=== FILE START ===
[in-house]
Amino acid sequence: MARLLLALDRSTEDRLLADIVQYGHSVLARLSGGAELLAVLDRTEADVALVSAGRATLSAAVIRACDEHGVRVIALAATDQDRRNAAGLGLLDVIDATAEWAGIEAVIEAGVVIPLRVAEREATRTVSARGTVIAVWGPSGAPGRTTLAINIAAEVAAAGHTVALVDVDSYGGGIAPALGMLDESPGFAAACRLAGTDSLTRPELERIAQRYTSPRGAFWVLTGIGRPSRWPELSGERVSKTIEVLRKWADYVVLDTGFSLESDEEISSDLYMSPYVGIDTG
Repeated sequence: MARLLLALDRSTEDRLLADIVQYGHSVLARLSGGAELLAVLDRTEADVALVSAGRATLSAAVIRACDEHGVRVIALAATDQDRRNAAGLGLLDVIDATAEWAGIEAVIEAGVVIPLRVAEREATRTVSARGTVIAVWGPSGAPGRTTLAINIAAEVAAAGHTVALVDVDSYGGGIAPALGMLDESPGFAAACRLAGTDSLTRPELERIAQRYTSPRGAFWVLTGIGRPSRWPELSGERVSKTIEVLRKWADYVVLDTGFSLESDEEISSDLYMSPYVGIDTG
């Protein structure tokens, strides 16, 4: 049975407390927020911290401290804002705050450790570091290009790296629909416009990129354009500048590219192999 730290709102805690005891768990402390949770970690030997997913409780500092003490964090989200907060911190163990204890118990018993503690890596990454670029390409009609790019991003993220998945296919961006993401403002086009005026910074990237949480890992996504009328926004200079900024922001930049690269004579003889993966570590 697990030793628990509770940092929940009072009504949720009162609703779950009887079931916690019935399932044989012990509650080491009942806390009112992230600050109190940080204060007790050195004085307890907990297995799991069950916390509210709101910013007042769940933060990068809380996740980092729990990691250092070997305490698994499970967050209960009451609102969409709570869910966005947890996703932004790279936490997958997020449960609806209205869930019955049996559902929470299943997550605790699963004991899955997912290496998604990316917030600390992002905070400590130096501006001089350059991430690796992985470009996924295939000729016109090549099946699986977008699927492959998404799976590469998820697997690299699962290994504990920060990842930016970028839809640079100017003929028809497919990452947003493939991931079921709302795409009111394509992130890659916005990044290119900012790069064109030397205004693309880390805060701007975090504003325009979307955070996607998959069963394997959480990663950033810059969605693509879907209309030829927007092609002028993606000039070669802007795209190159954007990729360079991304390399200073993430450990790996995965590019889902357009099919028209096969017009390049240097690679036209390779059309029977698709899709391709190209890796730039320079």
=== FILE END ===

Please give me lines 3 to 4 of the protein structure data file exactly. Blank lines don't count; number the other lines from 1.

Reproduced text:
Repeated sequence: MARLLLALDRSTEDRLLADIVQYGHSVLARLSGGAELLAVLDRTEADVALVSAGRATLSAAVIRACDEHGVRVIALAATDQDRRNAAGLGLLDVIDATAEWAGIEAVIEAGVVIPLRVAEREATRTVSARGTVIAVWGPSGAPGRTTLAINIAAEVAAAGHTVALVDVDSYGGGIAPALGMLDESPGFAAACRLAGTDSLTRPELERIAQRYTSPRGAFWVLTGIGRPSRWPELSGERVSKTIEVLRKWADYVVLDTGFSLESDEEISSDLYMSPYVGIDTG
């Protein structure tokens, strides 16, 4: 049975407390927020911290401290804002705050450790570091290009790296629909416009990129354009500048590219192999 730290709102805690005891768990402390949770970690030997997913409780500092003490964090989200907060911190163990204890118990018993503690890596990454670029390409009609790019991003993220998945296919961006993401403002086009005026910074990237949480890992996504009328926004200079900024922001930049690269004579003889993966570590 697990030793628990509770940092929940009072009504949720009162609703779950009887079931916690019935399932044989012990509650080491009942806390009112992230600050109190940080204060007790050195004085307890907990297995799991069950916390509210709101910013007042769940933060990068809380996740980092729990990691250092070997305490698994499970967050209960009451609102969409709570869910966005947890996703932004790279936490997958997020449960609806209205869930019955049996559902929470299943997550605790699963004991899955997912290496998604990316917030600390992002905070400590130096501006001089350059991430690796992985470009996924295939000729016109090549099946699986977008699927492959998404799976590469998820697997690299699962290994504990920060990842930016970028839809640079100017003929028809497919990452947003493939991931079921709302795409009111394509992130890659916005990044290119900012790069064109030397205004693309880390805060701007975090504003325009979307955070996607998959069963394997959480990663950033810059969605693509879907209309030829927007092609002028993606000039070669802007795209190159954007990729360079991304390399200073993430450990790996995965590019889902357009099919028209096969017009390049240097690679036209390779059309029977698709899709391709190209890796730039320079």